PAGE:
Thai Court Grants Bail to 2 Pro-Democracy Activists

Nontarat Phaicharoen and Kunnawut Boonreak
Bangkok and Chiang Mai, Thailand
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Thai Court Grants Bail to 2 Pro-Democracy Activists Pro-democracy activists Jatupat Bunpatraksa (left) and Somyot Pruksakasemsuk flash a three-finger salute as supporters greet them upon their release on bail from the Bangkok Special Prison, April 23, 2021.
Sarumon Nornrit/BenarNews

A Bangkok court granted bail on Friday to two of 20 pro-democracy activists jailed on charges of violating Thailand’s strict royal defamation law, stating there was not “sufficient reason” to reject their bail request, even as the rest remained behind bars.

Somyot Pruksakasemsuk and Jatupat “Pai” Boonpattararaksa walked out of the Bangkok Special Prison in the evening after spending 73 days and 46 days in custody, respectively, and posting 200,000 baht (U.S. $6,365) in bail each, lawyers representing them said.

“I’m really happy. It gets lonely in there,” Jatupat told reporters outside the prison, vowing to campaign for jailed colleagues.

“I will closely follow the movement and the fight. I’m worried about everyone. No one wants to be in jail for expressing opinions. I want everyone to get out,” he said.

Both men have been charged under Article 112 – the law that criminalizes royal defamation – for joining a protest at Sanam Luang, an open field near the Grand Palace in Bangkok, in September.

“Our friends are still suffering in prison. I will not stop joining the movement,” Somyot said upon his release.

“I have a mission to call for justice for Penguin, Arnon and everyone who is still in jail because the right to bail is a basic right, according to the constitution. I appreciate that the respectable court allowed the right to bail for us,” he said.

He was referring to key figures of the largely youth-led pro-democracy protest movement that sprang up last year, demanding Prime Minister Prayuth Chan-o-cha step down, revision of the constitution and reform of the monarchy.

Thai Lawyers for Human Rights (TLHR), a legal aid group representing the Somyot, Jatupat and other activists, said it had applied many times for bail for the two until the Criminal Court of Thailand finally approved their applications on Friday.

“The court allowed bail for Somyot … and Jatupat … who were charged with Article 112,” said Noraseth Nanongtoom, an attorney with TLHR. “The reason which the court gave was that there is not sufficient reason to reject the bail.”

Eighty-eight people have been charged with Lese-Majeste since late November in connection with the pro-democracy protests, after the government of Prayuth, a former junta leader, began cracking down on the movement.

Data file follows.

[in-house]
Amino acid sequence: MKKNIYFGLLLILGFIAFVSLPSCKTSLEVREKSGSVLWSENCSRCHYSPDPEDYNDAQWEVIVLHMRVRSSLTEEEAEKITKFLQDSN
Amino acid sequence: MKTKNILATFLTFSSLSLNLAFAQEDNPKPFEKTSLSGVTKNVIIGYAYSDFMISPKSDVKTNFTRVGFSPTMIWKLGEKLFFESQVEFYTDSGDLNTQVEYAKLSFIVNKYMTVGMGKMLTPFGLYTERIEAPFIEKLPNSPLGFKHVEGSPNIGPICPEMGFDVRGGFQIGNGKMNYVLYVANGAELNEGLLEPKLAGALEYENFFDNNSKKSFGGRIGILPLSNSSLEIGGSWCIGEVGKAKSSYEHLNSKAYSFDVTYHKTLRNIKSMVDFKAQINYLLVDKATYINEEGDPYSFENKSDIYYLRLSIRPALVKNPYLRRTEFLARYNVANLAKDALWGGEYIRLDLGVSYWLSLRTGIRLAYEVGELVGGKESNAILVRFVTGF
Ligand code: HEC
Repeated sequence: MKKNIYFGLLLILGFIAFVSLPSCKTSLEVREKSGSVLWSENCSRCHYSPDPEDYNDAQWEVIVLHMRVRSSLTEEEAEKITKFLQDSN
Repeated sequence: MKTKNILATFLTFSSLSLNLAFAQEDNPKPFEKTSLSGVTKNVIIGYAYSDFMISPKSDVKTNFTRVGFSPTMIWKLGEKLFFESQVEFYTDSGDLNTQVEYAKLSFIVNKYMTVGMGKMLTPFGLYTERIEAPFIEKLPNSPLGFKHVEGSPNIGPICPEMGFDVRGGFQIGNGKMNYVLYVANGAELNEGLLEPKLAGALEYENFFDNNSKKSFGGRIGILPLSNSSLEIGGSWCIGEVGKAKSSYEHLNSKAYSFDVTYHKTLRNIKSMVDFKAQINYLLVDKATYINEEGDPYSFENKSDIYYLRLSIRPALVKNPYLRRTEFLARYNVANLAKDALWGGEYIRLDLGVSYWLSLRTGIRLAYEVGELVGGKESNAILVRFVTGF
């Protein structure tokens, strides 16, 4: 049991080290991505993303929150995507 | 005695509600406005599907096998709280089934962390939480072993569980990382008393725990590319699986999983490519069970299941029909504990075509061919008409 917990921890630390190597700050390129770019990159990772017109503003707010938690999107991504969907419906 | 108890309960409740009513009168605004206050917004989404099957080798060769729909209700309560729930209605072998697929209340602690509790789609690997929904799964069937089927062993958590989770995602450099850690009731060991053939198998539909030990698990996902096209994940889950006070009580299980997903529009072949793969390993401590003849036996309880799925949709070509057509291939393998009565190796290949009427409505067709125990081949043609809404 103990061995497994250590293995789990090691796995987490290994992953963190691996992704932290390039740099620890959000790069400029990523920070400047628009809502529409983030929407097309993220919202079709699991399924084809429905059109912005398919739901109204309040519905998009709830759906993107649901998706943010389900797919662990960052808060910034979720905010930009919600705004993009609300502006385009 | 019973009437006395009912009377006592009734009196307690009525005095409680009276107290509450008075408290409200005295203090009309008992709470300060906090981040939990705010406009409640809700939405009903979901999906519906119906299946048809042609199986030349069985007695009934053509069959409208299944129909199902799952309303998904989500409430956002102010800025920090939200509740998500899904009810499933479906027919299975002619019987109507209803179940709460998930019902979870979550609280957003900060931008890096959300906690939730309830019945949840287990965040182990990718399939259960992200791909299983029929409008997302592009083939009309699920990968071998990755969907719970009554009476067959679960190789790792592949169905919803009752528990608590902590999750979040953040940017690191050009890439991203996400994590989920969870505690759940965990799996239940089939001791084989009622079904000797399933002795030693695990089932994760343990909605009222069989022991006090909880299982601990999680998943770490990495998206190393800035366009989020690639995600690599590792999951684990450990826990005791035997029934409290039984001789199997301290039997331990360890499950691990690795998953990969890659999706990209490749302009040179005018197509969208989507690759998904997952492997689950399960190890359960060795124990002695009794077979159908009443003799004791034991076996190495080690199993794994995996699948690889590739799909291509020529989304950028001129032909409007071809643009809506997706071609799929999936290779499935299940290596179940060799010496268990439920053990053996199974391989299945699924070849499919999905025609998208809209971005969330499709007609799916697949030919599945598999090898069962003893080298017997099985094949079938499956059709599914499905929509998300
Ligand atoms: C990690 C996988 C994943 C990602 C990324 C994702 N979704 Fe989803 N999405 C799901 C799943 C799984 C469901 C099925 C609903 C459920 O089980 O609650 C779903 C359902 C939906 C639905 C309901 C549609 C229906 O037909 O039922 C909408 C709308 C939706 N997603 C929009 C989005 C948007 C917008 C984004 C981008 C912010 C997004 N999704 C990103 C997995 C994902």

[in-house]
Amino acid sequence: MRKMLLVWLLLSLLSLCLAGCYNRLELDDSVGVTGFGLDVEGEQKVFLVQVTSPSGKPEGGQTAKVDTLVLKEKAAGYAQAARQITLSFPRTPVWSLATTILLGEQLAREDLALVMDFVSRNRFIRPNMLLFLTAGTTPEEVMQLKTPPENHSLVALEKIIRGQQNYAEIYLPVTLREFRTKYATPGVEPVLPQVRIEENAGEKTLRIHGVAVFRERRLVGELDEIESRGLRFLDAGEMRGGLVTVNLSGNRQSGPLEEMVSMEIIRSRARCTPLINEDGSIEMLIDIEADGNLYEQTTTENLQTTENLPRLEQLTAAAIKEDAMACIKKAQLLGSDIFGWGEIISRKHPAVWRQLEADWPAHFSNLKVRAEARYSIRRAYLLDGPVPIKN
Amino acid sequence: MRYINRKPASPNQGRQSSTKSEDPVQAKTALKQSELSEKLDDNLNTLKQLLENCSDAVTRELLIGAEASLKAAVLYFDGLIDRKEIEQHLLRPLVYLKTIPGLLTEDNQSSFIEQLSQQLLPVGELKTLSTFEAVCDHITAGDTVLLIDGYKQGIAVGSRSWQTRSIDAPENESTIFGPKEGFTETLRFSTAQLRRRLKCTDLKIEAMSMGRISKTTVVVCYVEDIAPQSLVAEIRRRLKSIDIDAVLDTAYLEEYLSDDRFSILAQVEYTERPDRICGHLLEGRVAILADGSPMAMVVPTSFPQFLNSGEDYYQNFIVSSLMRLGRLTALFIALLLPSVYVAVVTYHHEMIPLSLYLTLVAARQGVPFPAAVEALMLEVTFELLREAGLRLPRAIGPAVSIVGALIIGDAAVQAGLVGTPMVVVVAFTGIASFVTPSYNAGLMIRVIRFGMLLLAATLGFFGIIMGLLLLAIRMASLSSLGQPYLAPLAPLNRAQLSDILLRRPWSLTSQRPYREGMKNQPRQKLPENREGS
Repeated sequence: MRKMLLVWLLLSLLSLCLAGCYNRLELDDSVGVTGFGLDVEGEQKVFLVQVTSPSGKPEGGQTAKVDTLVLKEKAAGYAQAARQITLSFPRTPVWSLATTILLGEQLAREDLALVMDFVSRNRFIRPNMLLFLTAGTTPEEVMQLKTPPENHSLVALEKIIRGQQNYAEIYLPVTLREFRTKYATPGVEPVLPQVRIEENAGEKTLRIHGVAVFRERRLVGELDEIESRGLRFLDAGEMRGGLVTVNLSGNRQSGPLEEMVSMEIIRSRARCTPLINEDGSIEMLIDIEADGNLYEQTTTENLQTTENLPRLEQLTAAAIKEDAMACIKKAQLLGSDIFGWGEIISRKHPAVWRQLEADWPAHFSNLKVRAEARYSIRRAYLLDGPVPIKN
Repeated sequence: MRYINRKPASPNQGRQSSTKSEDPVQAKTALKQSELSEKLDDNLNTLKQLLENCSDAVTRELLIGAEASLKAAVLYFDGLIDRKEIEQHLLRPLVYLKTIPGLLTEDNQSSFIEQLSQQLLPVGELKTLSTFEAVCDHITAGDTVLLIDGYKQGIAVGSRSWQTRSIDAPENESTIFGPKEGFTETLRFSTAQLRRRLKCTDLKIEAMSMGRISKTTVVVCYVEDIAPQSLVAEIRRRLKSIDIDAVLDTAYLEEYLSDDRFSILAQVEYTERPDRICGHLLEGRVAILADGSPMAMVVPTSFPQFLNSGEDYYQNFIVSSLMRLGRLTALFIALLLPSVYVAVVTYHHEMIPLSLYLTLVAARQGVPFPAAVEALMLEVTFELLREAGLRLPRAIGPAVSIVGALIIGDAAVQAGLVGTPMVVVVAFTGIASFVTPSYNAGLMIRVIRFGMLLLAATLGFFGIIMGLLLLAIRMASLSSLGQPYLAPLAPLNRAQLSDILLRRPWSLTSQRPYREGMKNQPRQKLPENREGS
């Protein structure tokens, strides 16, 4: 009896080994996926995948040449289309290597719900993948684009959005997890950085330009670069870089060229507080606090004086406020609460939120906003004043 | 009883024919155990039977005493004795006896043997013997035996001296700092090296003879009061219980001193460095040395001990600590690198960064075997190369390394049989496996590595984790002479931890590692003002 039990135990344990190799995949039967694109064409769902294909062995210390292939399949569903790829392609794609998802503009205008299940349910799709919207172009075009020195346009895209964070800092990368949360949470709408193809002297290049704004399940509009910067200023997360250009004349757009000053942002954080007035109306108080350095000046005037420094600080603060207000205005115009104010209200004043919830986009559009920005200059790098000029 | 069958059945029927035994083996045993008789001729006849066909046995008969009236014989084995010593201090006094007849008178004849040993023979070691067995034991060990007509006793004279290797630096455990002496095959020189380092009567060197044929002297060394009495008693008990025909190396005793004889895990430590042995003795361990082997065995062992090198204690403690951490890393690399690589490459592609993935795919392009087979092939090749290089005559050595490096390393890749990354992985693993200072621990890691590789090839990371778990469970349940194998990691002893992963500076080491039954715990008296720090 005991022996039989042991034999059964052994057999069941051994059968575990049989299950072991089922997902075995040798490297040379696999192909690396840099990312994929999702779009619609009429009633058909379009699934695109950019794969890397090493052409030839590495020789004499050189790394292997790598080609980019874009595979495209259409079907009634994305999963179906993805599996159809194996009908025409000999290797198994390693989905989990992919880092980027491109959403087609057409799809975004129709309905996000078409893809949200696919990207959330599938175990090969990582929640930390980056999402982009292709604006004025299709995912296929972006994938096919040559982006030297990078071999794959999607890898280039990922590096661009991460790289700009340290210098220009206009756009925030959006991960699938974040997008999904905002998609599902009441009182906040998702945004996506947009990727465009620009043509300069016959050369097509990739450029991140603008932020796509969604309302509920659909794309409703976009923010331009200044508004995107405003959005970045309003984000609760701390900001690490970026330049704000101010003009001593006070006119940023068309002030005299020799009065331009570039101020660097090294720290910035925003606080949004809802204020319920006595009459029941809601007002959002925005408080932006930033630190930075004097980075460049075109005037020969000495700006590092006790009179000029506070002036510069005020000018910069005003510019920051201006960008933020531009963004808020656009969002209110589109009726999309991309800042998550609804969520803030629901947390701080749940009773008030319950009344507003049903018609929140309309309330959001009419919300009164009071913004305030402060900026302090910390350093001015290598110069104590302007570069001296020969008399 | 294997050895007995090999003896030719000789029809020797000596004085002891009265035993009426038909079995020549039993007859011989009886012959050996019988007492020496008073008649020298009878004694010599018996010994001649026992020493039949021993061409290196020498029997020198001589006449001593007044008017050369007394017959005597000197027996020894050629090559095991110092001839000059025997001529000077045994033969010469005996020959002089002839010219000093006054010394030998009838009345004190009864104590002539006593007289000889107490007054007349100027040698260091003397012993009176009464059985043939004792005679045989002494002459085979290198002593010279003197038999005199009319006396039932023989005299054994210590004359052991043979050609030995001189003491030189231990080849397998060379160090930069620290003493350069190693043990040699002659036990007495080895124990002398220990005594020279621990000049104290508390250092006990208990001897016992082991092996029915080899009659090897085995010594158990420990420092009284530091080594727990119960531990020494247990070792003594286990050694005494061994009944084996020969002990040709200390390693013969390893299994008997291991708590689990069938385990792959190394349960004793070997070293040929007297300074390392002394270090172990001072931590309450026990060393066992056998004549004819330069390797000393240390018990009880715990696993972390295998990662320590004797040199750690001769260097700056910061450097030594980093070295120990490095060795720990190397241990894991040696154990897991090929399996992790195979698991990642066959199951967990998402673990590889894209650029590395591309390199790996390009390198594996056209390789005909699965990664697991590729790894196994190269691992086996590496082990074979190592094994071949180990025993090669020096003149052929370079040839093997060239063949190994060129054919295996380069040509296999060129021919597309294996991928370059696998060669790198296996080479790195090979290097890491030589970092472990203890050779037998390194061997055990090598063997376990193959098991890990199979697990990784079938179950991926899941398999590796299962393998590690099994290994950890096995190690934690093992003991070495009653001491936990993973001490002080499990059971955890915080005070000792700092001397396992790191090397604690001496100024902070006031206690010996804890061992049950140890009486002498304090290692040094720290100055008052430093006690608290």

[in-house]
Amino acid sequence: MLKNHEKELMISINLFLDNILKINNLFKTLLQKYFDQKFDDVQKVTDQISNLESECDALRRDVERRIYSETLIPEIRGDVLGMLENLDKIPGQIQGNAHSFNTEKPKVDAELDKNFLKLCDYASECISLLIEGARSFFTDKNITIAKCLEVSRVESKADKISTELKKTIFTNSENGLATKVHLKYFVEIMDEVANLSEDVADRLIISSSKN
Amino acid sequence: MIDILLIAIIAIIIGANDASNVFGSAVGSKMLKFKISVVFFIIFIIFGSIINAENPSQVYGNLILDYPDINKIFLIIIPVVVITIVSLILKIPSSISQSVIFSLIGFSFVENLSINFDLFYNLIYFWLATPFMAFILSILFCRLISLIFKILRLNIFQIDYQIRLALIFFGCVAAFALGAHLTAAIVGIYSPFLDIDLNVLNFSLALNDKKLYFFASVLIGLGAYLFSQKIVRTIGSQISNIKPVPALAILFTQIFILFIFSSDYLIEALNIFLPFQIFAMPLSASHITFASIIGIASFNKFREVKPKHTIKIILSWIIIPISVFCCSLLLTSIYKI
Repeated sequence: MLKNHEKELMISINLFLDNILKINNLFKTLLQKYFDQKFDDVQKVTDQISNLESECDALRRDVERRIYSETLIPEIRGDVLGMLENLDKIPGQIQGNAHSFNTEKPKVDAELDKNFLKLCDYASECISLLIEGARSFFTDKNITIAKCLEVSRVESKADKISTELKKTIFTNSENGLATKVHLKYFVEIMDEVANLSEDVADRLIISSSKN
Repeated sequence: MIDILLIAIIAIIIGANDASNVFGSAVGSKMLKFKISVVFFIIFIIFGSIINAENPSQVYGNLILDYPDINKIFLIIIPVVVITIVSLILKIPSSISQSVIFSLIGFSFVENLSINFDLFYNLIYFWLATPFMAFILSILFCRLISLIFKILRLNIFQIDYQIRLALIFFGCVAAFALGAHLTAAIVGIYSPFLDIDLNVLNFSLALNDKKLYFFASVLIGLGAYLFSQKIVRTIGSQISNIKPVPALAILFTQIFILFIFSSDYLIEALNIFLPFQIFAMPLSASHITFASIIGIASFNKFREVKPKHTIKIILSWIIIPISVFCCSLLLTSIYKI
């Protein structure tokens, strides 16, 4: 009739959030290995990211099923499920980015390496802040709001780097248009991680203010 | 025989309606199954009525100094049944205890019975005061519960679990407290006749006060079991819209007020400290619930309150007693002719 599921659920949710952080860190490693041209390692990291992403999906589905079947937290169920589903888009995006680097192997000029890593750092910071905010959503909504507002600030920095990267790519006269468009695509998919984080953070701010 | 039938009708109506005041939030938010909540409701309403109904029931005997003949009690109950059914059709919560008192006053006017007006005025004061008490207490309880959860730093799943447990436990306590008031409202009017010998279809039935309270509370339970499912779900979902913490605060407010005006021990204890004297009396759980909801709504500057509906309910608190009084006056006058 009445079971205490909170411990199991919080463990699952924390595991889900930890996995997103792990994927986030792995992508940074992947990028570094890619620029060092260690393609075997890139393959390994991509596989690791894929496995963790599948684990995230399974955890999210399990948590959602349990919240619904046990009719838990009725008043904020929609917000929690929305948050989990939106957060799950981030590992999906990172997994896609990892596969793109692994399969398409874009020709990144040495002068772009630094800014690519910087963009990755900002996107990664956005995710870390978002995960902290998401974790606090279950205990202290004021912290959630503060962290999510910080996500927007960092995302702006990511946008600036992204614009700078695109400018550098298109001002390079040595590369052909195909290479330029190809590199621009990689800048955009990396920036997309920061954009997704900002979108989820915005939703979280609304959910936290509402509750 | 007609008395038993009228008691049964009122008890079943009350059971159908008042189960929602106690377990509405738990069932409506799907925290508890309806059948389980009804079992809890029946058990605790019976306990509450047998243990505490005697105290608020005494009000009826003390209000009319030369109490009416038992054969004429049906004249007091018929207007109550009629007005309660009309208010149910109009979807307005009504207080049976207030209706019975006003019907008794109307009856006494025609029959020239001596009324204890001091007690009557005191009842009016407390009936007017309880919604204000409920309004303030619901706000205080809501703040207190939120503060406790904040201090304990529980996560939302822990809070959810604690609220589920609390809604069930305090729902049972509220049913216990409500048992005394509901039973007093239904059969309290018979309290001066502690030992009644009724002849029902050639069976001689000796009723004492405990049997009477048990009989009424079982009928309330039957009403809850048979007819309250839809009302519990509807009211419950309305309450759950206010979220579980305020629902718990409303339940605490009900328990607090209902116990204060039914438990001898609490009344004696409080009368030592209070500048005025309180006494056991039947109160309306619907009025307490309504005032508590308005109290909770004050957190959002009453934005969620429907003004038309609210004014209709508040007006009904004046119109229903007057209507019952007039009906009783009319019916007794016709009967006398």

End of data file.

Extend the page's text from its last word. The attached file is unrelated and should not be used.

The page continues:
Somyot Pruksakasemsuk’s daughter, Prakaidao (center), takes part in a protest against the jailing of pro-democracy activists on royal defamation charges, in front of the Supreme Court in Bangkok, April 13, 2021. [Pimuk Rakkanam/BenarNews]

In recent weeks, friends and relatives of the detained activists have held a series of protests outside jails in Bangkok and other Thai cities.

Starting at 5 p.m. every day, small knots of people stand silently for one hour and 12 minutes minutes, calling attention to the detention of activists without bail since February under Article 112.

The protests have gone on amid a new wave of coronavirus cases in the kingdom, where daily infections crossed 2,000 cases for the first time since the start of the pandemic in Thailand.

Those taking part in the protests say the criminal court’s repeated rejections of bail petitions makes it hard for the incarcerated activists to gather evidence to prepare for their trials. 

“My friends inside should not be worried. If you keep fighting, we will be there with you,” demonstrator Navapon Ton-nham told BenarNews.

Another person taking part in the protests is Sureerat Chiwarak, the mother of Parit “Penguin” Chiwarak, one of two activists who are on a hunger strike because they have been denied bail. 

After 35 days of his strike, Parit appeared in court in a wheelchair on Monday, looking frail.

“We don’t get justice, so we want to demand that,” Sureerat told BenarNews earlier this week, saying her son had lost 20 kilos (44 pounds) and his blood-sugar levels had dropped since he started the hunger strike.

“I don’t want the country or society to be like this,” she said. “We want Parit, Rung and everyone to have a chance to fight … It is useless to keep him in there now.”

A government spokesman denied that the jailed activists were facing an unjust legal system.

“Our actions against some protesters are lawful and according to the circumstances of those who violate the law. Those accused of breaking the law are able to fight the case normally,” Anucha Burapachaisri said.

“We support creative expression as long as it does not promote hate or conflict.”

On Monday, the prime minister commented on Parit’s case.

“I cannot intervene in the legal process of Khun Parit,” Prayuth said.

“Please be sure to distinguish between what is wrong and what is right. A decision to go on a hunger strike will not affect the justice process. The case will be carried out according to the court,” the prime minister said.

Sarumon Nornrit in Bangkok contributed to this report.


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